The UK subsidiary of a prominent Japanese drug firm has had its membership of the United Kingdom’s industry representative body suspended after what has been described as “deception on a grand scale.”
The Association of the British Pharmaceutical Industry’s one year suspension of Astellas UK, from 24 June, was made because of serious breaches of the association’s code of practice that related to covert attempts to market prostate cancer drugs to doctors.
The decision came after a complaint about an advisory board meeting that was held in Milan in February 2014 and was ruled to be in breach of the code, including of clause 2, which deals with actions likely to bring discredit on, or reduce confidence in, the drug industry.
An anonymous health professional who complained said that he or she had been invited by Astellas, along with colleagues, to what was described as an “educational event” meeting in Milan where they could obtain advice about prostate cancer and share their expertise.
More than 100 other clinicians attended this meeting, and Astellas presented the benefits of its prostate cancer drug enzalutamide (Xtandi) for what was at the time an unlicensed indication. The complainant alleged that Astellas was not truthful in explaining why delegates had been invited to the meeting, and that the company promoted something it should not have done.
Royal College of Physicians and Surgeons of Glasgow / Royal College of Obstetricians and Gynaecologists, June 2016
It’s better to ask: working together to prevent maternal mortality
The RCPSG and the RCOG have produced an animated video to help doctors assess unwell pregnant or postpartum women, which aims to help reduce the number of maternal deaths in the UK. It is accompanied by a poster, which highlights the main causes of maternal death and provides midwives and doctors with advice for assessing pregnant and postpartum women who are feeling unwell.
More information available from the Royal College of Midwives here
Objective: To review and synthesise qualitative research studies that have explored patients’ experience of deep brain stimulation (DBS) in advanced Parkinson’s disease (PD).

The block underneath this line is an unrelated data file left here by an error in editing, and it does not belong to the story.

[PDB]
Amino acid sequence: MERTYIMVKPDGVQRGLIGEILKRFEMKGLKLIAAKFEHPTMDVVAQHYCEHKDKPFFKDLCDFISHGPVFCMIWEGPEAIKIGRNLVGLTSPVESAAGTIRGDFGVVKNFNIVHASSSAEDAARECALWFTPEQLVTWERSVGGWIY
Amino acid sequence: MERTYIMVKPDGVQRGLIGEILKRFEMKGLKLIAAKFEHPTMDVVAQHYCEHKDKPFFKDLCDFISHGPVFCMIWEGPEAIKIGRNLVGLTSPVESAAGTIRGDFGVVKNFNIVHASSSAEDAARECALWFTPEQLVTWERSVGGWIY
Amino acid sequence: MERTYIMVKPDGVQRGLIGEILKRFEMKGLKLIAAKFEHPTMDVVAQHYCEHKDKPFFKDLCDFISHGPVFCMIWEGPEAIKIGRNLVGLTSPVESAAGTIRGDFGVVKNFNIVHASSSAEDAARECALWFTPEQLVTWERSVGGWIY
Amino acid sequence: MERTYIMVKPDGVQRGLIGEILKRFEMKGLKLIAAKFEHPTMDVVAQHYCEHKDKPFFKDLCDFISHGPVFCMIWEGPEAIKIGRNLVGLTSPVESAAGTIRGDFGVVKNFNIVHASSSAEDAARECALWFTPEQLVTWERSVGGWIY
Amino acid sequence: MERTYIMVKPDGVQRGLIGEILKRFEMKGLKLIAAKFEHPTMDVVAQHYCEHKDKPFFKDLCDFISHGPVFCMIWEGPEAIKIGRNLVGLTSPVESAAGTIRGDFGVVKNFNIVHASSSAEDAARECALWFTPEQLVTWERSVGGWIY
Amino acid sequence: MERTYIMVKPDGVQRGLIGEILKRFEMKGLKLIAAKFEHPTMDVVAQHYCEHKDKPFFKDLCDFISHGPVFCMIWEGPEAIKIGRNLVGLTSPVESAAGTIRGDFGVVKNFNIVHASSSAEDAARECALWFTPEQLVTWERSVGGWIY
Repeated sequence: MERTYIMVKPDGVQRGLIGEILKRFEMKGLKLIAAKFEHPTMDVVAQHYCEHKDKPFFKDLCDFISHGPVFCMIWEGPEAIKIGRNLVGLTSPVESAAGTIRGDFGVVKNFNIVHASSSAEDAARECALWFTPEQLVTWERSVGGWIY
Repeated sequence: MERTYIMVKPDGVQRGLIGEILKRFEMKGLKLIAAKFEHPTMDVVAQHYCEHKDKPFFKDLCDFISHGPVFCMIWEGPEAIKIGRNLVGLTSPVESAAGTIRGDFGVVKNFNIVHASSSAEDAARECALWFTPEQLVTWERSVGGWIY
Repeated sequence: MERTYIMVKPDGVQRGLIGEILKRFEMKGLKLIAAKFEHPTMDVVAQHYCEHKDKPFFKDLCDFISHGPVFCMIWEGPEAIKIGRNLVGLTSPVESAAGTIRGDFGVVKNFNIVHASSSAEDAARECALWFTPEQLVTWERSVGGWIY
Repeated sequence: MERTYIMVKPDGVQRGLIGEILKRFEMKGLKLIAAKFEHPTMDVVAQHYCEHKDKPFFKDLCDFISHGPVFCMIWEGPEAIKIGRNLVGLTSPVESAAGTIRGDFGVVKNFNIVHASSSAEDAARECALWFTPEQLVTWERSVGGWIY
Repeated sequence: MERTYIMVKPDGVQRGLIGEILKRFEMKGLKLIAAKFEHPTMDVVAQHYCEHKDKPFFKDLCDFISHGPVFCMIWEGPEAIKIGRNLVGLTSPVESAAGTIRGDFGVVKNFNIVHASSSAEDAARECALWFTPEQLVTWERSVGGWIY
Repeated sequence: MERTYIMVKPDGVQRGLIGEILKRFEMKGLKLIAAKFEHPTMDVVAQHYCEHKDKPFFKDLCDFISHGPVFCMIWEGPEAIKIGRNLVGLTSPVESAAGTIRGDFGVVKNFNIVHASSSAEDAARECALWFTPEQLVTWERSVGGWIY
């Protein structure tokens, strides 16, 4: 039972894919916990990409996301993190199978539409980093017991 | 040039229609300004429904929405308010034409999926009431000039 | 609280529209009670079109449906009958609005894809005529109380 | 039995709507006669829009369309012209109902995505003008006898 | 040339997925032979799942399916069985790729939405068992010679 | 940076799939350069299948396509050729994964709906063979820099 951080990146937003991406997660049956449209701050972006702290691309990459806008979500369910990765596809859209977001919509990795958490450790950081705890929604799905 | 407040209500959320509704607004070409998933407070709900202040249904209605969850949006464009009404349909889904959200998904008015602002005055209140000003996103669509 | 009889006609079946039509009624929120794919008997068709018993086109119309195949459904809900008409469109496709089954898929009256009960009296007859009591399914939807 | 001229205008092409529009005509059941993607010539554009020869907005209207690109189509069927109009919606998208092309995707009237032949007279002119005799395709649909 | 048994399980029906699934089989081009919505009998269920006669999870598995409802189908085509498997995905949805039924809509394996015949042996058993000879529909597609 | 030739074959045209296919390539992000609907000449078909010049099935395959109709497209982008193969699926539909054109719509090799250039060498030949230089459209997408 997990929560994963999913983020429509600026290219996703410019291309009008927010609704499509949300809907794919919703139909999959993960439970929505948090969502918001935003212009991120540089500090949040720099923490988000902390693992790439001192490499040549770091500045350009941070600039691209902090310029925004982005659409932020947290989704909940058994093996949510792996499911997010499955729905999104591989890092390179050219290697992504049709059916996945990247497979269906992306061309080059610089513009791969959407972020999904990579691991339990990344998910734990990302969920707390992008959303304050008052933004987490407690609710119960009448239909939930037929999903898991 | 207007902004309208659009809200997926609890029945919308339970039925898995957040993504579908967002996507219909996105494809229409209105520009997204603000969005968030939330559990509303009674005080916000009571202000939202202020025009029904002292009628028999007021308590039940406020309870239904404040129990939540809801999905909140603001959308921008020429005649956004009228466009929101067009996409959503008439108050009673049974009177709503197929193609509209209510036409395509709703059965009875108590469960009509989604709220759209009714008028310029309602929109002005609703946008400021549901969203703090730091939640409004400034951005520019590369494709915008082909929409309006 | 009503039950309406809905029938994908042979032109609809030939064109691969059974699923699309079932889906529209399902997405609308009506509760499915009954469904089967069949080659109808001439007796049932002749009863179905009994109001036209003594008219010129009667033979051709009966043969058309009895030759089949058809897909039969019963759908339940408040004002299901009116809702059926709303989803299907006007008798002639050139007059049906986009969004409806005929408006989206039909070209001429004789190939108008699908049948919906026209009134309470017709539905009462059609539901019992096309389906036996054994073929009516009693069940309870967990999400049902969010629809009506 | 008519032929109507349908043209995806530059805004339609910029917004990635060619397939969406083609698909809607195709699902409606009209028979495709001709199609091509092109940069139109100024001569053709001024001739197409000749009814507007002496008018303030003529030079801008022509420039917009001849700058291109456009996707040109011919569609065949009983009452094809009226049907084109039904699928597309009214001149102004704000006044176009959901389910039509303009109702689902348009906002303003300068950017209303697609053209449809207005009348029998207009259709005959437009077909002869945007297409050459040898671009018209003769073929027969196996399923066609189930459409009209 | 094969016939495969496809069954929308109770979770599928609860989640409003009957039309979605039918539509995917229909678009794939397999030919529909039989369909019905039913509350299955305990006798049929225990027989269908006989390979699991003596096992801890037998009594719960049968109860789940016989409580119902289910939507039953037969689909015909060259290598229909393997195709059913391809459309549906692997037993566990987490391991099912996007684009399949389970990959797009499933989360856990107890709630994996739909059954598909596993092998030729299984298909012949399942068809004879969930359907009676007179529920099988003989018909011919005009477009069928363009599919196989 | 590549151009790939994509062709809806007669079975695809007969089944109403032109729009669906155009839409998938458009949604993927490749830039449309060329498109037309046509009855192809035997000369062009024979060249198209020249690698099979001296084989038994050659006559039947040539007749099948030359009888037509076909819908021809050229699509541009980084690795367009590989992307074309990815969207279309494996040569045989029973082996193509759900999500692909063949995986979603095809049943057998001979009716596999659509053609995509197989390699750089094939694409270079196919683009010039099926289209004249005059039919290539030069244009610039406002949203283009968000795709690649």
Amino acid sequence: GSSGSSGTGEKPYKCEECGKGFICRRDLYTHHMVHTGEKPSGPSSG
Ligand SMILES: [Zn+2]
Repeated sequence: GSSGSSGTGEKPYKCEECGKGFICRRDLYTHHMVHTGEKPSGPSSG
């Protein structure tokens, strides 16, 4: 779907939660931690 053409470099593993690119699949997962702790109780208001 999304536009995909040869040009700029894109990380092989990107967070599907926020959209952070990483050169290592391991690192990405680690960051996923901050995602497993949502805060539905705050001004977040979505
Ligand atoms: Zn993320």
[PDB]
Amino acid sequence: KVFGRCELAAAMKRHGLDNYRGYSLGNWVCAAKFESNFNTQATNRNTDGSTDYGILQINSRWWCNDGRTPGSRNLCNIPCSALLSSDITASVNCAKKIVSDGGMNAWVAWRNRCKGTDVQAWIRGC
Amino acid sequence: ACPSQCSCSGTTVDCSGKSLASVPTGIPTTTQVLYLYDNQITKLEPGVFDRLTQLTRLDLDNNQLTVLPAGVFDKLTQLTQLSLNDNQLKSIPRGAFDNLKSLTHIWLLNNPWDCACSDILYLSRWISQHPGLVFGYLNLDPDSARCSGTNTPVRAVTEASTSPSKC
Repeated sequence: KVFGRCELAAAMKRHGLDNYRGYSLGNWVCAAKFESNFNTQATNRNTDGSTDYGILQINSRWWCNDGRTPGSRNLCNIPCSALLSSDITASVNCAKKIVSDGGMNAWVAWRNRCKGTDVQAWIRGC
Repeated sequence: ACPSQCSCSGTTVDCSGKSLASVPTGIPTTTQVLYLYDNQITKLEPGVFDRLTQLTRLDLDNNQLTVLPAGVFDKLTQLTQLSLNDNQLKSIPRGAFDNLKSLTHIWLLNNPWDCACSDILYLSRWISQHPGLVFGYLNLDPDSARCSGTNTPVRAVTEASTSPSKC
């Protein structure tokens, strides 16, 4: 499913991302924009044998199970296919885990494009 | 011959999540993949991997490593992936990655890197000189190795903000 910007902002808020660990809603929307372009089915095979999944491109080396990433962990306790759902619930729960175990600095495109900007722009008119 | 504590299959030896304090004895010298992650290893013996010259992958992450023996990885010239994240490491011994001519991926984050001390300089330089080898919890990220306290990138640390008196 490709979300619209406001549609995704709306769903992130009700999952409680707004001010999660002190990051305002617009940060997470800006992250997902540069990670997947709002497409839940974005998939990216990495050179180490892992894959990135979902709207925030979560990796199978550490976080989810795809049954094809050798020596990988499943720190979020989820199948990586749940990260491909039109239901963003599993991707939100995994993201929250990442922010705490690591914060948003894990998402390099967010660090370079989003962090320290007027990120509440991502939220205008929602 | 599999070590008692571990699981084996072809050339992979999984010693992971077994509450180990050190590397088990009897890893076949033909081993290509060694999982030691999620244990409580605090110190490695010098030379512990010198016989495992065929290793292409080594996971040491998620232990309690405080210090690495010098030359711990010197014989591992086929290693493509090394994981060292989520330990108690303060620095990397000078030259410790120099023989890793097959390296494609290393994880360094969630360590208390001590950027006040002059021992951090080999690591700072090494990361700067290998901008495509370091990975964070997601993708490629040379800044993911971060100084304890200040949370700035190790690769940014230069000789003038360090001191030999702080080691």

Design: Systematic review and meta-synthesis of 7 original papers, using metaethnography.
Setting: Studies conducted in Denmark, France and Sweden.
Participants 116 patients who had undergone DBS and 9 spouses of patients.
Results: Prior to surgery, the experience of advancing PD is one of considerable loss and a feeling of loss of control. There are significant hopes for what DBS can bring. Following surgery, a sense of euphoria is described by many, although this does not persist and there is a need for significant transitions following this. We suggest that normality as a concept is core to the experience of DBS and that a sense of control may be a key condition for normality. Experience of DBS for patients and spouses, and of the transitions that they must undertake, is influenced by their hopes of what surgery will enable them to achieve, or regain (ie, a new normality).
Conclusions: There is a need for further qualitative research to understand the nature of these transitions to inform how best patients and their spouses can be supported by healthcare professionals before, during and after DBS. In assessing the outcomes of DBS and other treatments in advanced PD, we should consider how to capture holistic concepts such as normality and control. Studies that examine the outcomes of DBS require longer term follow-up.
Johnson, S. The Guardian. Published online: 22 June 2016
Good leadership is often credited with being able to save the NHS. For individuals willing to take on leadership roles, the rewards can be great. However, with a general feeling of demoralisation in the workforce and services facing unprecedented demand, the challenges are even greater.